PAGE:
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PSYC3083 (got 96%)

10 Pages
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Department
Psychology
Course Code
PSYC 3083
Professor
All

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PSYC3082 04/10/2013
DEVELOPMENTAL DISORDERS
ADHD (Attention Deficit Hyperactivity Disorder) – inattention, hyperactivity, and impulsivity
Cluster 1=inattention, cluster 2=hyperactivity and impulsivity
Need 1 OR 2 for diagnosis*
Symptoms MUST be present prior to age seven*
Occurs in ~8% of children aged 6-12
Usually symptoms present at ¾
2/3 children have problems as adults
boys outnumber girls 4:1
Probability of ADHD diagnosis is greatest in US
Most over diagnosed disorder in childhood, also undiagnosed particularly in cluster one
Hard to diagnose inattention because it is not disruptive
ADHD Inattentive Type – previously called ADD, only symptoms of inattention present
Hyperactive-Impulsive Type – only have cluster 2 symptoms
Most often have symptoms of both clusters – Combined Type
Runs in families
Inactivity of the frontal cortex*
Abnormal, delayed frontal lobe development
Medication is most common treatment – reduces core symptoms of ADHD in 70% of cases
Treated with stimulants (Adderall, Ritalin, etc.), stimulates blood flow/activity in the frontal cortex
Bio-psycho-social treatments are recommended
Learning Disorders – academic abilities and performance are significantly below what is expected (typically
in reading, math, and writing)
Determine expected ability by assessing their intelligence and exposure to school
~5% suffer from a learning disorder, most go unidentified
Reading difficulties are most common
~32% drop out of school
having ADHD puts one at risk for developing a learning disorder
required to provide academic interventions – early intervention improves outcomes
Reading Disorder – discrepancy between actual and expected reading achievement; significantly
below that of a typical person of the same age
CANNOT be caused by sensory deficits (vision problems)
Mathematics Disorder – achievement below expected performance in mathematics
Disorder of Written Expression – cannot express thoughts in writing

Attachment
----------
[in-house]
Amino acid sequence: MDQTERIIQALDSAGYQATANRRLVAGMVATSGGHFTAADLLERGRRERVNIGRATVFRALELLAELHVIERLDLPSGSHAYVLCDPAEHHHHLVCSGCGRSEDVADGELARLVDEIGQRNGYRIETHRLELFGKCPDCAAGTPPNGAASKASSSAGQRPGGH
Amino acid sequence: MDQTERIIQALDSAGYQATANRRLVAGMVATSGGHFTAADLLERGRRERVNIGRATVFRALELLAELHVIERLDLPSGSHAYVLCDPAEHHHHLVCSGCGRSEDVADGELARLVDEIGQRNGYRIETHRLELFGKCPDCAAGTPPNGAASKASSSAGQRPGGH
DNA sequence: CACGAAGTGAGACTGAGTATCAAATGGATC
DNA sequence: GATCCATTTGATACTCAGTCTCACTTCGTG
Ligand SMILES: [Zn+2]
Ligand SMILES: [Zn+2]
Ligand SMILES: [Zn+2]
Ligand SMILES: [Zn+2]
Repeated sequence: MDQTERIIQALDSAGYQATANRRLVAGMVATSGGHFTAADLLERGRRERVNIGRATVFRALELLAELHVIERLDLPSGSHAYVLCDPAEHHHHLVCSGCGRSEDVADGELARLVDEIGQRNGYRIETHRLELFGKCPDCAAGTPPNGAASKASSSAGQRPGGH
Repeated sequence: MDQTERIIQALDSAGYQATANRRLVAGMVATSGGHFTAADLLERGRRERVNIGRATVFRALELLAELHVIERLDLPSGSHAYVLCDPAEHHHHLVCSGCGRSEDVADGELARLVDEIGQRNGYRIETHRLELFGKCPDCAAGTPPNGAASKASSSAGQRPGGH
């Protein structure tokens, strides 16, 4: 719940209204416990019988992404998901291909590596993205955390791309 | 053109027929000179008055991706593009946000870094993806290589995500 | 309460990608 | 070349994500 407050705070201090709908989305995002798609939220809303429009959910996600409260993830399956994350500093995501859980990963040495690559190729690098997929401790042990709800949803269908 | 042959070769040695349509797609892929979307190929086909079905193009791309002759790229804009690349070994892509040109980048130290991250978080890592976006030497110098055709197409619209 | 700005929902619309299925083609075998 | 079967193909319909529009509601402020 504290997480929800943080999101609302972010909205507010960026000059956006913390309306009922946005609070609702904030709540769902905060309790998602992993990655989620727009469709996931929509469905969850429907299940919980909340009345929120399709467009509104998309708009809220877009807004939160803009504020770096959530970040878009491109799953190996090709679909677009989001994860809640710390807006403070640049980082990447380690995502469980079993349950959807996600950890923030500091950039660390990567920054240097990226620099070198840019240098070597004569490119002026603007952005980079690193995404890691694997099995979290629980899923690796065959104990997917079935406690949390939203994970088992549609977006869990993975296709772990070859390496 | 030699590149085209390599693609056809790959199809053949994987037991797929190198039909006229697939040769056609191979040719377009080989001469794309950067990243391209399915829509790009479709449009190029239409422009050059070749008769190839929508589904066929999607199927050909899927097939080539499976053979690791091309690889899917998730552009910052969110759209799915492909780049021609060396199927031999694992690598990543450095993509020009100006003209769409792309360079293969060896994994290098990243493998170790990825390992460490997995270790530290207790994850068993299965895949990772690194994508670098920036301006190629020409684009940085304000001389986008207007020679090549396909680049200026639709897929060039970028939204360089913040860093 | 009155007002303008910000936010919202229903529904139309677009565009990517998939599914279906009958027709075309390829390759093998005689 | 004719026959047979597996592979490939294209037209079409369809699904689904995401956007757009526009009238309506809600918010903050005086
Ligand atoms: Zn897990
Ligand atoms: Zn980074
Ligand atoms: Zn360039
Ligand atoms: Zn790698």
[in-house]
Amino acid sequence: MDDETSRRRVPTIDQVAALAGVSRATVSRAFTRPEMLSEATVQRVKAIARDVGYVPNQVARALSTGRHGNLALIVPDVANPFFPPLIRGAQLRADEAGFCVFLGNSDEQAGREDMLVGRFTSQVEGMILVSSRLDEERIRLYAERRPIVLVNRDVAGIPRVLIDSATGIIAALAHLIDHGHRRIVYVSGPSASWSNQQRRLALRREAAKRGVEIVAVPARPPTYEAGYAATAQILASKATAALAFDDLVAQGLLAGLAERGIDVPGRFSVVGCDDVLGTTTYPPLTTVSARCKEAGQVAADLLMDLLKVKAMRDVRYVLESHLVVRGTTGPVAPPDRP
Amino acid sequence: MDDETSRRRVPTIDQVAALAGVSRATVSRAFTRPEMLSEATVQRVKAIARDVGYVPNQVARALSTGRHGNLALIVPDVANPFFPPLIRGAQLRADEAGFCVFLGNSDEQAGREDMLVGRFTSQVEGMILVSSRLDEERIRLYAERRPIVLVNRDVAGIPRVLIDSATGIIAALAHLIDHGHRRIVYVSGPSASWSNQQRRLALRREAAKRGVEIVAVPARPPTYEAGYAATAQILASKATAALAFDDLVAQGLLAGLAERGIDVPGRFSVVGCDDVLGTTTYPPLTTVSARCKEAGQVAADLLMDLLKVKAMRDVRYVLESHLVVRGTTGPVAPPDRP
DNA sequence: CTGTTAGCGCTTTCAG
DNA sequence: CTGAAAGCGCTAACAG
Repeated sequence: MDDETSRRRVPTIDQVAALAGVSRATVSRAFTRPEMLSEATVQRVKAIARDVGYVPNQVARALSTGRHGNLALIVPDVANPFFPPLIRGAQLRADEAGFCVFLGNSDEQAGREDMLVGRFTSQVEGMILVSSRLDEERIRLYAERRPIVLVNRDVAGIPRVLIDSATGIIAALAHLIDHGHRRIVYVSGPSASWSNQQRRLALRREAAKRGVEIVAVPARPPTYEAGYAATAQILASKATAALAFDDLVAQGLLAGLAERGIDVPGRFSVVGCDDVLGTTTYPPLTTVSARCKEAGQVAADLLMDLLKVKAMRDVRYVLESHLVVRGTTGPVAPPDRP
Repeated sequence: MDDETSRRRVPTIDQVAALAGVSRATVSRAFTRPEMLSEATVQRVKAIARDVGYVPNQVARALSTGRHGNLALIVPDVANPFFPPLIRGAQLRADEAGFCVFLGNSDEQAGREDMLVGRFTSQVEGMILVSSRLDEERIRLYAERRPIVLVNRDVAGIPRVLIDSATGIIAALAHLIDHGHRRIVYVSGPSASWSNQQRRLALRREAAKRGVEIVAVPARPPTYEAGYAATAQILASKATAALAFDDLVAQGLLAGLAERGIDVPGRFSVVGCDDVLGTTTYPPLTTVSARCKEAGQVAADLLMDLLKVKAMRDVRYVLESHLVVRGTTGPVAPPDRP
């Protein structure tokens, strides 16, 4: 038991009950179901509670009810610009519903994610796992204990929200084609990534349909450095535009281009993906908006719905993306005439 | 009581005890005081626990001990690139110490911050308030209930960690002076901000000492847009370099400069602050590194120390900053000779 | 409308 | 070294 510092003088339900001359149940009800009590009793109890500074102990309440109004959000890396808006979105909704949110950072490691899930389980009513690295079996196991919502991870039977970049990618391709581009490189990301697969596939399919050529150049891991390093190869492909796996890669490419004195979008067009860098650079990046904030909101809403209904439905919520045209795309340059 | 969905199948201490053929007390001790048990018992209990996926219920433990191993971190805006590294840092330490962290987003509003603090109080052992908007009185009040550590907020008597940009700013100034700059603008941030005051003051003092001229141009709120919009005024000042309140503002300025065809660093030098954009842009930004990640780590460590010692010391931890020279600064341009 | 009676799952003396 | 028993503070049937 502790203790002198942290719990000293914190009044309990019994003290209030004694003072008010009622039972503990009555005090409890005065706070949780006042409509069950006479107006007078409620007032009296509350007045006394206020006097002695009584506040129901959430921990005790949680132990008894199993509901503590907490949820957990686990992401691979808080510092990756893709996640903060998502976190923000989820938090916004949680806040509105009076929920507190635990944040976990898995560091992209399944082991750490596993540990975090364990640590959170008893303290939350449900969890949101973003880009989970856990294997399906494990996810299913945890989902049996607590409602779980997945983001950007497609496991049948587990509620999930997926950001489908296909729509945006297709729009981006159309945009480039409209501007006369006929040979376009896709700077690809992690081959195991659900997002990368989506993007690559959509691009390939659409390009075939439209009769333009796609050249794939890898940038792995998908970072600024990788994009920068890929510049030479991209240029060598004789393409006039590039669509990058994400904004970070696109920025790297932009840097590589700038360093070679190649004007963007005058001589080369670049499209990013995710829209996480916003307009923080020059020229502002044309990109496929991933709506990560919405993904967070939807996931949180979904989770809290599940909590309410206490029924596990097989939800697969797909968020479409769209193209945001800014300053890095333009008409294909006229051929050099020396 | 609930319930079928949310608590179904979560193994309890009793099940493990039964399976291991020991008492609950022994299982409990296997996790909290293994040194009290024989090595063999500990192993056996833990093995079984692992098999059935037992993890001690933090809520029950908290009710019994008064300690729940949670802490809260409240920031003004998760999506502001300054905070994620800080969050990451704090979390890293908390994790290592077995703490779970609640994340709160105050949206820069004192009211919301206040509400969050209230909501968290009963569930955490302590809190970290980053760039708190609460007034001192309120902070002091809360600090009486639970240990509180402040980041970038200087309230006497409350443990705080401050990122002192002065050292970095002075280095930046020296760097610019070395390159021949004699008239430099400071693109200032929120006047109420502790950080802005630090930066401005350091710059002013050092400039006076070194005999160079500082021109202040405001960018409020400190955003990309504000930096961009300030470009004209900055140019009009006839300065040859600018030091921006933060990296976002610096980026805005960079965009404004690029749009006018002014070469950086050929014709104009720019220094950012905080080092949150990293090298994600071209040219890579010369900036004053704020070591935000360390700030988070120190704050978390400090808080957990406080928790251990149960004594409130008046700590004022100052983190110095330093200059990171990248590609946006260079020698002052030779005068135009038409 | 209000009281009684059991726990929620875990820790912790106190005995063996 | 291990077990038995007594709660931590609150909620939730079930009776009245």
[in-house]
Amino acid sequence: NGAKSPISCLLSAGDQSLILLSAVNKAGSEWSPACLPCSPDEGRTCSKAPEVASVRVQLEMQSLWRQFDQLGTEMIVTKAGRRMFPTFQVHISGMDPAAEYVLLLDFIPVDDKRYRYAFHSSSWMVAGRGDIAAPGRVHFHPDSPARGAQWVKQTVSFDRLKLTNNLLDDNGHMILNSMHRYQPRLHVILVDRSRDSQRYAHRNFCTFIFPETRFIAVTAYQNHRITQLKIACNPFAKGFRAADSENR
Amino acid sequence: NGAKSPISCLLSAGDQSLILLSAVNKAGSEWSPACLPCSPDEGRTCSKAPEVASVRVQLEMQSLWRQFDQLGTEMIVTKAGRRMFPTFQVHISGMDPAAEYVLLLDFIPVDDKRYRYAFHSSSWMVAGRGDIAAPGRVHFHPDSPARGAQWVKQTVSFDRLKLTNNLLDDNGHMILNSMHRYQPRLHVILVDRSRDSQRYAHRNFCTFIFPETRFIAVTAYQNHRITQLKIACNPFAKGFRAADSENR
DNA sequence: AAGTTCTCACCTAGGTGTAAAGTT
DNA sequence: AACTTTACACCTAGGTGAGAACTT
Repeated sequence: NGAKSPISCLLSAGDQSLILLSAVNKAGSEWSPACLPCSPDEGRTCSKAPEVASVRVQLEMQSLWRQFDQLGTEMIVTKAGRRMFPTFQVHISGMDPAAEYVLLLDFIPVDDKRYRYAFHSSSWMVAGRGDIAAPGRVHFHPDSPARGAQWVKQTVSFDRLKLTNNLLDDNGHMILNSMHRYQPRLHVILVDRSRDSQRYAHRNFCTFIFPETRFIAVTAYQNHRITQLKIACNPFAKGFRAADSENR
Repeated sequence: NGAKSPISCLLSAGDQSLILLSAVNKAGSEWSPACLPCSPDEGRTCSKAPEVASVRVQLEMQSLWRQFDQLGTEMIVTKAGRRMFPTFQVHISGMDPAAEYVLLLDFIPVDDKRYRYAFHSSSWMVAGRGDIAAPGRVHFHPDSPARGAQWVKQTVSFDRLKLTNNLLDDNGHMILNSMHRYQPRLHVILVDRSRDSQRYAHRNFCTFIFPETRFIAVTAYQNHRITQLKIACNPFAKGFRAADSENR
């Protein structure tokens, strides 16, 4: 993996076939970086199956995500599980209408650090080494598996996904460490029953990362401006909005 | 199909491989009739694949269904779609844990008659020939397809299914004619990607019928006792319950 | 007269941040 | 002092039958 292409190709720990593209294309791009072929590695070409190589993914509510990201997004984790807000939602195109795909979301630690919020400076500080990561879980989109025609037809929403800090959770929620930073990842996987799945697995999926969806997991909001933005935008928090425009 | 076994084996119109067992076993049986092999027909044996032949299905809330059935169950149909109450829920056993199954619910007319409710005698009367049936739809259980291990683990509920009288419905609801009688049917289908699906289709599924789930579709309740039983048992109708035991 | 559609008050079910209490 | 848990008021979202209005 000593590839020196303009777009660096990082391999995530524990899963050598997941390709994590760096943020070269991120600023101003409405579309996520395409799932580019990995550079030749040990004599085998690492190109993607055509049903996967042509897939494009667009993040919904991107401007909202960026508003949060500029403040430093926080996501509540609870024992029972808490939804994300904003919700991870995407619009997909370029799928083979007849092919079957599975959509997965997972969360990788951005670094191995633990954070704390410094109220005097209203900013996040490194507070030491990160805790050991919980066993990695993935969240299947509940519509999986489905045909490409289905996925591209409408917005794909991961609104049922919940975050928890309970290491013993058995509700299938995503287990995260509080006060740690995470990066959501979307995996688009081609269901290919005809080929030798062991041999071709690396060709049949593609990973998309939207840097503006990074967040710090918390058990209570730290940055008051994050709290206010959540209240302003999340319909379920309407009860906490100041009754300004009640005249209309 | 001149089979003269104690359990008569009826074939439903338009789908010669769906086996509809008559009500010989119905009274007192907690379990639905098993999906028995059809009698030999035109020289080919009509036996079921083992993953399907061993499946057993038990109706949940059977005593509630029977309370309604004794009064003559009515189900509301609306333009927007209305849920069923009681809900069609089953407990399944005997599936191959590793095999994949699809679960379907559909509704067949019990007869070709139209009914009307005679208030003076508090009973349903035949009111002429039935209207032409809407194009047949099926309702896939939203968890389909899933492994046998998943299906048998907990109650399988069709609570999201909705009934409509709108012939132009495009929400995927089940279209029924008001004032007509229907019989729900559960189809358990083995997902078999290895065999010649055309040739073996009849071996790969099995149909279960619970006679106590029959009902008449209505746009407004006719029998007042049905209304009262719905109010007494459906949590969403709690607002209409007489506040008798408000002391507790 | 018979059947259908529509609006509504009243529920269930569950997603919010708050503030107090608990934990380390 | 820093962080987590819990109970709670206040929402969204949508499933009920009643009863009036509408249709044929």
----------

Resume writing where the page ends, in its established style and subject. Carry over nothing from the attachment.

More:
Pervasive Developmental Disorders – problems with language, socialization, and cognition (pervasive
means the problems span the person’s entire life)
Autism – significant impairment in social interactions and communication
Onset prior to age 3
3 central features:
1) Problems in socialization/social function
poor eye contact, little interest in relationships
lack of enjoyment in activities
poor use of nonverbal behaviors
lack of emotional reciprocity
2) Problems in communication
50% never acquire useful speech
unusual speech – echolalia
poor ability to communicate
lack of make-believe or spontaneous play
3) Restricted patterns of behavior, interests, and activity
patterns of interest are restricted (abnormally so)
inflexible routines/rituals
stereotyped motor movements/mannerisms
preoccupation with parts of objects
50% have severe mental retardation
25% mild/moderate IQ range
substantially reduced cerebellum size
poorly understood
can range from mild to extremely severe
Asperger’s Disorder – problems in socialization and social function
Restricted patterns of behavior, interests, and activities; speech is intact, communication problems are less
severe
Clusters 1 and 3, no problems in cluster 2
Autism spectrum disorders are treatable, not curable

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Description
PSYC308204102013DEVELOPMENTALDISORDERSADHDAttentionDeficitHyperactivityDisorderinattentionhyperactivityandimpulsivityCluster1inattentioncluster2hyperactivityandimpulsivityNeed1OR2fordiagnosisSymptomsMUSTbepresentpriortoagesevenOccursin8ofchildrenaged612Usuallysymptomspresentat23childrenhaveproblemsasadultsboysoutnumbergirls41ProbabilityofADHDdiagnosisisgreatestinUSMostoverdiagnoseddisorderinchildhoodalsoundiagnosedparticularlyinclusteroneHardtodiagnoseinattentionbecauseitisnotdisruptiveADHDInattentiveTypepreviouslycalledADDonlysymptomsofinattentionpresentHyperactiveImpulsiveTypeonlyhavecluster2symptomsMostoftenhavesymptomsofbothclustersCombinedTypeRunsinfamiliesInactivityofthefrontalcortexAbnormaldelayedfrontallobedevelopmentMedicationismostcommontreatmentreducescoresymptomsofADHDin70ofcasesTreatedwithstimulantsAdderallRitalinetcstimulatesbloodflowactivityinthefrontalcortex
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